‘Elf’ Was Almost Edgy, Raunchy, and Not a Family-Favorite Christmas Classic

ELF, Bob Newhart, Will Ferrell, 2003
New Line/Everett Collection

Twenty years ago, one of the most beloved Christmas movies of all time premiered in theaters. Elf, starring Will Ferrell as the lovable Buddy the Elf, follows Buddy as he makes the trip from the North Pole to New York City to find his long-lost father. It wasn’t exactly a warm welcome by his dad, played by the late James Caan, but eventually, Buddy fit in with the family and even found love with Jovie, played by Zooey Deschanel.

The family-friendly film almost had a very different and dark storyline. Before Jon Favreau signed on to direct the film, an unnamed director pushed to make an “edgy” and “raunchy” version of Elf. He apparently wanted to give Jovie an abusive boyfriend and show more of those two in a gross NYC apartment. Producer Todd Komarnicki said that he and the team refused that storyline, rightfully so.

The film also almost had another very famous star. When the script for Elf was passed around about a decade before it actually got made, Jim Carrey was in talks to play Buddy the Elf. When Komarnicki and his producing partner, Jon Berg got the rights to the script and were working on the casting process they both had the same person in mind when reading the script: Will Ferrell. Now, it is hard to imagine the starring role played by anyone else (but I know I’m biased because Ferrell is my favorite actor and Elf is my favorite Christmas movie).

Deschanel was another star who almost didn’t get cast in the film. She once joked that she was “probably their fifth choice” for the role. This was prior to her New Girl fame but Favreau reportedly wanted Jovie to have a special skill. He had the idea that she could be a skateboarder but eventually cast Deschanel because of her beautiful singing voice, which led to the “Baby, It’s Cold Outside” scene.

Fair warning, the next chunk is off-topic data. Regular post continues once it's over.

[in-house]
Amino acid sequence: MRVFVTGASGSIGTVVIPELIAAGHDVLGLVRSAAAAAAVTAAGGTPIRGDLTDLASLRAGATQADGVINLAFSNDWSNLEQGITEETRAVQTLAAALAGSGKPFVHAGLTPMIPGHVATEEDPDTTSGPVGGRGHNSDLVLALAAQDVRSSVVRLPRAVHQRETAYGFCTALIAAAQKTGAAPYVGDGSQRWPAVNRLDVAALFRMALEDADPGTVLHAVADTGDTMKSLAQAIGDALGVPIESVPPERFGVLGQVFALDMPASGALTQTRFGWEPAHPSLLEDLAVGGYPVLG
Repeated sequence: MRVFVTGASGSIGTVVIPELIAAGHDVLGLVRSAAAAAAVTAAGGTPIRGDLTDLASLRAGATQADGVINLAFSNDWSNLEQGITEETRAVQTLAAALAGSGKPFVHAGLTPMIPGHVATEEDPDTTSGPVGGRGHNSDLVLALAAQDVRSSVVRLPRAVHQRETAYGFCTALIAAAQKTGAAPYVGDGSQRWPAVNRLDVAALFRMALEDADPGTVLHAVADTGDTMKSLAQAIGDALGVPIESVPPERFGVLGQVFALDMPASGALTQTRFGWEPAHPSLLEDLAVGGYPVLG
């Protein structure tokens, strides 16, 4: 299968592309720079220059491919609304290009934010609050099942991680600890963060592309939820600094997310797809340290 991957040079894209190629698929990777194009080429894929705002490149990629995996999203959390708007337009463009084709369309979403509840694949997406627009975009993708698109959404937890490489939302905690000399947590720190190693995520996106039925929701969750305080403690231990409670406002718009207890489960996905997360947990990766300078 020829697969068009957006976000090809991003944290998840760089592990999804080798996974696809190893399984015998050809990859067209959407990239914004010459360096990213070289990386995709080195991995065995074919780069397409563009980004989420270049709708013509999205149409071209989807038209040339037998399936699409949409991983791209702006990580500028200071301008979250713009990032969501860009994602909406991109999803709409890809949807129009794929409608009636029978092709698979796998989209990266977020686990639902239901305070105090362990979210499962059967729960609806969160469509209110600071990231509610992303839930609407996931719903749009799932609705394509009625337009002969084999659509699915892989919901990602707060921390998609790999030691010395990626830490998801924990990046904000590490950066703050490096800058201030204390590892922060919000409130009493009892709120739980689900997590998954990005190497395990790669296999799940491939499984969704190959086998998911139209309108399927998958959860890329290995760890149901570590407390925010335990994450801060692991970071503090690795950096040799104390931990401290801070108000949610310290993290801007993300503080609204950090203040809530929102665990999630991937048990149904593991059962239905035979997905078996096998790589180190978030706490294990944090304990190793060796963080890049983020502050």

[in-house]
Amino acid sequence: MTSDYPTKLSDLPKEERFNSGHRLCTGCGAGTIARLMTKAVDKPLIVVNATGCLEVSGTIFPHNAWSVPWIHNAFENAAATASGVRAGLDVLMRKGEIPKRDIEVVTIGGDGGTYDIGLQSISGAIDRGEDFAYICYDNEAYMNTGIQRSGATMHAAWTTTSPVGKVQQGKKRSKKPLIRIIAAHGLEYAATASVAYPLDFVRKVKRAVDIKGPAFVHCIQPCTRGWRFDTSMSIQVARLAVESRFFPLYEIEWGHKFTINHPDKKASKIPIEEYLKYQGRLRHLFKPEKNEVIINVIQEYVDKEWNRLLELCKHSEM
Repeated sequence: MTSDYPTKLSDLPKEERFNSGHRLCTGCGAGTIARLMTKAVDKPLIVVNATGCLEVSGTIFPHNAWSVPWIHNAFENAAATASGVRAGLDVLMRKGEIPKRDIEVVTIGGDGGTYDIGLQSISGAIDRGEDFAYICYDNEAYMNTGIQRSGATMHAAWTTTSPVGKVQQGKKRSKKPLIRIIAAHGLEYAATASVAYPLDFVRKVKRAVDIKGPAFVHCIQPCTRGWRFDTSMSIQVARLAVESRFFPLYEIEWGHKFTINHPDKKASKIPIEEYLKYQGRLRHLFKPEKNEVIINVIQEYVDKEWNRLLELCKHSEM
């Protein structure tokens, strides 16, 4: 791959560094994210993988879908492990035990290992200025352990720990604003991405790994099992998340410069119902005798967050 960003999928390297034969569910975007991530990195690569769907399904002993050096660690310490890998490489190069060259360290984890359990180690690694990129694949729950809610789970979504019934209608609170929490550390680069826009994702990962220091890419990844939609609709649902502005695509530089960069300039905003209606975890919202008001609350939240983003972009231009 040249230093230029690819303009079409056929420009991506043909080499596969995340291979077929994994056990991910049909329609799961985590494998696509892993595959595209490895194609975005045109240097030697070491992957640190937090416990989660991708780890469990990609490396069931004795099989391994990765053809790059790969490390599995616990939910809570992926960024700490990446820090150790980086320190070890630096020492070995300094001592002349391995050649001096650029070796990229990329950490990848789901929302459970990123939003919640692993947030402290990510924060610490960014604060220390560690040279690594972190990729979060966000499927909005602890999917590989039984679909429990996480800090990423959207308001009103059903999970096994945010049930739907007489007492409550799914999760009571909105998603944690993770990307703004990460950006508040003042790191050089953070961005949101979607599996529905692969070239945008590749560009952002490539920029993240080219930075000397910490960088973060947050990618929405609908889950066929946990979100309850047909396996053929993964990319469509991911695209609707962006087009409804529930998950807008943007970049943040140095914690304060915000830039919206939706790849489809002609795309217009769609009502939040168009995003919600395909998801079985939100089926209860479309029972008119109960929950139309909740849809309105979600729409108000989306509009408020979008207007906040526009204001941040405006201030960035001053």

ELF, Will Ferrell, Zooey Deschanel, 2003

New Line/Everett Collection

Despite the film being a major success and fans begging for a sequel, reports say one will never be made. The studio approached Ferrell with Elf 2 and a paycheck of $29 million. Yet, he turned it down. He explained, “I would have had to promote the movie from an honest place, which would’ve been, like, ‘Oh no, it’s not good. I just couldn’t turn down that much money.’ And I thought, ‘Can I actually say those words? I don’t think I can, so I guess I can’t do the movie.'” Before he passed away, Caan added that Ferrell and Favreau didn’t really get along during filming and that could be another reason a sequel never came to fruition.

You can watch Elf this holiday season on the streaming service Max.

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Classic Comedy Duos

March 2021

Chuckle at television & films funniest comic duos.

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